|Official Name||Star-Snouted Bat|
|Common Nicknames||Winged Star, Shooting Star, Star-Snouts|
|Habitat||Caves, hollow trees and attics in temperate regions|
The Star-Snouted Bat is a curious creature, an insectivorous bat distributed around Corontium, Essalonia and Oldt Era. This species is sedentary, long-lived and one of the few bioluminescent land mammals known to man, having a disk-shaped snout that glows white, used to attract prey. The Star-Snout is a skilled and accurate flyer capable of high-frequency echolocation. Seventy percent of its diet is moths, while the remainder is a mixture of ground or cave spiders, beetles, and any other insect it can find. This species of bat hibernates as the supply of insects remains plentiful throughout the year due to the temperate climate of its habitat often dwindling off by autumn. The Star-Snout resides in trees and other forested areas, and during the winter months often find warmth in deep caves and the attics of unaware villagers.
The exact discovery of the Star-Snout is not known as the bat’s homeland has been inhabited for thousands of years. However, its discovery can be narrowed down between 0 AC and 100 AC as settlements began to flourish and documentation became more prevalent. The species has been known since nearly the beginning, dwelling in many of the same caves that early Ailor tribes once used as homes. Many ancient paintings can still be seen today at some of these sites. There are several documented accounts of disturbing caves exploding with a wide expanse of high pitched squealing and bright flashy nodes fluttering and shooting throughout the night sky reminiscent of stars, hence the name. These cute critters have been a tourist attraction for many lands for many centuries, and the wind does not seem to tell of any change soon.
The Star-Snouted Bat is a peculiar creature, being around three inches in length and two inches in width. It has a fairly short snout with two small protruding teeth coming from both the top and bottom near the end of the mouth. A small disk-shaped nose leaf helps focus ultrasonic waves as well as two long, slightly fuzzy, narrow, and transparent ears to receive the echoes. The most curious and alluring aspect of this creature is its bioluminescence being on the disk-shaped nose leaf and the tips of its ears which act to attract moths and other insects attracted to light sources. This has proven a very effective method for the bats but has also coined its name due to the resemblance to a star fluttering about the night sky. The Star-Snout has four fingers and one thumb. Its thumb acts as a hook to link with the other and its four other fingers have become elongated and webbed to form two versatile and agile wings spanning about seventeen inches in length. Its fur is mostly a charcoal black color with white oval dorsal fur coloration spanning in the center of the back near the base of the neck stopping at the lumbar of the back.
There is slight dimorphism between the sexes of these animals, the female being slightly bigger than the male and lacking the glowing ear tips. Females have a plain white dorsal fur coloring while male dorsal fur coloring has speckled edges and being slightly flashier.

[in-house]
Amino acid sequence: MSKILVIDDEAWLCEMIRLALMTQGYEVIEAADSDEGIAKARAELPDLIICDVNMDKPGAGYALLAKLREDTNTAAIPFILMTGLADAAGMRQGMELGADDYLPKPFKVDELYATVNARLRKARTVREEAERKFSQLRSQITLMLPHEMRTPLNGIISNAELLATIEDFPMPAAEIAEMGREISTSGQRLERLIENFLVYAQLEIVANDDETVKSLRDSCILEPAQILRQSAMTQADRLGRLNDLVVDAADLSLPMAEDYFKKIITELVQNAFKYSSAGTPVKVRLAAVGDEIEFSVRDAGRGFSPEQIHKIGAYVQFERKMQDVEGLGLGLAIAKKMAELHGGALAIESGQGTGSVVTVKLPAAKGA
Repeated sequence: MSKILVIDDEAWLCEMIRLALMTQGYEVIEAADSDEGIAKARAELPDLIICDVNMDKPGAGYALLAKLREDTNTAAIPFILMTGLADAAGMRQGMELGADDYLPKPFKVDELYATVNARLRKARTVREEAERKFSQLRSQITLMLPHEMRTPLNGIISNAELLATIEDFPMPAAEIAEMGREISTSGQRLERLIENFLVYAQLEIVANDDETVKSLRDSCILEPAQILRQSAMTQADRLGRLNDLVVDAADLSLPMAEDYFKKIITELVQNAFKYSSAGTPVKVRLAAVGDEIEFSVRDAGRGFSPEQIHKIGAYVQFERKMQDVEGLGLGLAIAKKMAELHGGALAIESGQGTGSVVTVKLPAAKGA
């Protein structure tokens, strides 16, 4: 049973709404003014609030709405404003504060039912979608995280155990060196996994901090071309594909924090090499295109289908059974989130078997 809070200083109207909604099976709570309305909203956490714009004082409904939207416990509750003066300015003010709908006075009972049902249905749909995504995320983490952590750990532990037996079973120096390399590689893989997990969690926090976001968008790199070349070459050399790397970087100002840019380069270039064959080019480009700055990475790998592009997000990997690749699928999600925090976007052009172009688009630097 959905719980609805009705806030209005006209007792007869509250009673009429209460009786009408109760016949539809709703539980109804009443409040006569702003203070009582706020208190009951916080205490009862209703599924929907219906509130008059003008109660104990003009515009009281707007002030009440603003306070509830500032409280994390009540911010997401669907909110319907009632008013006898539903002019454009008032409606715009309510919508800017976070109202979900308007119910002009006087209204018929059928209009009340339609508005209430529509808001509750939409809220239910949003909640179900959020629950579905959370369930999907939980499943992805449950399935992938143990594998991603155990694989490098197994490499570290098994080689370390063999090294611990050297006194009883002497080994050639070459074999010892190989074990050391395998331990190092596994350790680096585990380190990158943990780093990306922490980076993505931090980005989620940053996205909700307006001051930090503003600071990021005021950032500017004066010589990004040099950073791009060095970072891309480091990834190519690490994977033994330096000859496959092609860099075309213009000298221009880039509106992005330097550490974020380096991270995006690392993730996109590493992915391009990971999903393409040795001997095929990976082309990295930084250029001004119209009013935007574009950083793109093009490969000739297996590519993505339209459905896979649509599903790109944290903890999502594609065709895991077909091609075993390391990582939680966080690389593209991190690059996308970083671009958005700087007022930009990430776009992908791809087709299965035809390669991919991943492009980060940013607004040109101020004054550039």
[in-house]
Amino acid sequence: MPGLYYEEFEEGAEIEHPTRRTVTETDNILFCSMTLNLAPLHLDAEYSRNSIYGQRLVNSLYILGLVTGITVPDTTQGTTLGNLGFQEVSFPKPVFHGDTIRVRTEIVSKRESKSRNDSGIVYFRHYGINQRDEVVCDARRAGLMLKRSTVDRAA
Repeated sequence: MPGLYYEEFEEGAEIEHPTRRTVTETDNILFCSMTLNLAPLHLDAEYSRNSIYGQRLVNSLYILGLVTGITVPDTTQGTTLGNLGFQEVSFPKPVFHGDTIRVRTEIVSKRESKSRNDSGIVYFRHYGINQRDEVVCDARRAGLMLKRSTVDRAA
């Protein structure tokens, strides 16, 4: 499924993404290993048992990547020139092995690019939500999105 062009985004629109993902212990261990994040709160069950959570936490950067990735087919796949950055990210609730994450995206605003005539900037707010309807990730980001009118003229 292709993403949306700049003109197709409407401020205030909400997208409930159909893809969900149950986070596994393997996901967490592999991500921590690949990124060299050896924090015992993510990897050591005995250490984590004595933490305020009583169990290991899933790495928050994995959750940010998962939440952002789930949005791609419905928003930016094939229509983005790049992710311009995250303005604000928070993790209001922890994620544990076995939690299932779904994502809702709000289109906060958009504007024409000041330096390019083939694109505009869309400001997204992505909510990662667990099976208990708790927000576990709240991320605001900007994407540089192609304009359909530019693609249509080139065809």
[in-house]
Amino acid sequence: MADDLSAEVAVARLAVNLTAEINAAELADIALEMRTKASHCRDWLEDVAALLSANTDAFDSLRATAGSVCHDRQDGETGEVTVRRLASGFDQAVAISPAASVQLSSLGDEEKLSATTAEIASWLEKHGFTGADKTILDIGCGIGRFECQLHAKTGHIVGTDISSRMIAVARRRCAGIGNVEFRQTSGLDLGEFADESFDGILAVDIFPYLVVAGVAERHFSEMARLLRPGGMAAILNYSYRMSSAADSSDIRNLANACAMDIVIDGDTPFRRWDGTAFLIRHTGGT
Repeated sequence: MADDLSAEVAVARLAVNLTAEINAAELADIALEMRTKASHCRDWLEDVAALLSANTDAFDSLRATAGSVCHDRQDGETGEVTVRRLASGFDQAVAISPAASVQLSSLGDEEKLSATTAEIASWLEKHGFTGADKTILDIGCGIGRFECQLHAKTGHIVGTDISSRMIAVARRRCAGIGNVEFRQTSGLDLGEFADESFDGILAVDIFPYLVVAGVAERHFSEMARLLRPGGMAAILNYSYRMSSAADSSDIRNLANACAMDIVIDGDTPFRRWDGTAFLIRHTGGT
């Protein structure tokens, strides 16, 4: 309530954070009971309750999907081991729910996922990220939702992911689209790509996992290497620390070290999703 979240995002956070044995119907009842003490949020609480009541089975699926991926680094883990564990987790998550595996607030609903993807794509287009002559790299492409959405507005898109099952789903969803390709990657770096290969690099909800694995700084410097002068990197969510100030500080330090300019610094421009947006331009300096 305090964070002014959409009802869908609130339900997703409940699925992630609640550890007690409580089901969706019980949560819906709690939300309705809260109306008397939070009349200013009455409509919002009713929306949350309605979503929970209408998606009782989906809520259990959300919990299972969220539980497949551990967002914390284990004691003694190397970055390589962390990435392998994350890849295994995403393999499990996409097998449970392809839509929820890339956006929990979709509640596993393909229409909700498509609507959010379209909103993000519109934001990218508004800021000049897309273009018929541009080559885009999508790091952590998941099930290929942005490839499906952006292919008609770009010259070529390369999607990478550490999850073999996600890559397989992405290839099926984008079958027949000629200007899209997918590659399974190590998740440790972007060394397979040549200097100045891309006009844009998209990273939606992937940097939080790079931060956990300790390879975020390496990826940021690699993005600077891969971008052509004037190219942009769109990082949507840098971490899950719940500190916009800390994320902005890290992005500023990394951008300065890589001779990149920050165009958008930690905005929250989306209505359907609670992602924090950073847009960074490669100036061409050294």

Lifespan and Development
Females have one offspring per year and raise the young with other females in communal maternity roosts. The young are born blind, latching on to their mothers for protection and to drink milk which is their primary food source. After two weeks have passed, the Star-Snout’s sight will have developed properly, and leave the maternity roost to join the main commune. Both males and females reach sexual maturity at the same time, about two years. Star-Snouts have a total lifespan of about 40 years, with bats in captivity for study tending to live up to a decade longer.
Star-Snouts are fast and agile hunters. They fly in groups and create a large area glittering with lights attracting moths and other insects for miles across. Once the prey starts to gather they use their echolocation as well as picking up signals from the insects themselves to pinpoint their location and swoop in quickly killing them in one go. Star-Snouts are wary of other species, opting to avoid encounters with most other species and being able to outmaneuver most birds of prey.
Territory and Groupings
Star-Snouts are very social and live together in communal roosts for the majority of their lives, cleaning and picking parasites off each other. Star-Snouts are both polygamous and monogamous. Some females will choose to stay with a male for many years while others tend to go from roost to roost each year. Females tend to visit the males, seeking them out by their glowing ear tips.
- It is seen as a good omen to see a flock of these bats a week before spring. It is considered a bad omen to see them out during the winter months, however.
- Tales state that a rare genetic variant is born once every few decades. This species, colored pure white and glowing, is said to fetch a high price if ever caught. However, no such varieties are proven to exist just yet.
- These bats are a welcome sight among the people wherever they are, restaurants often staying open late to allow customers to see them exit their roosts.
- Star-Snouts stop glowing when they are stationary and roosting.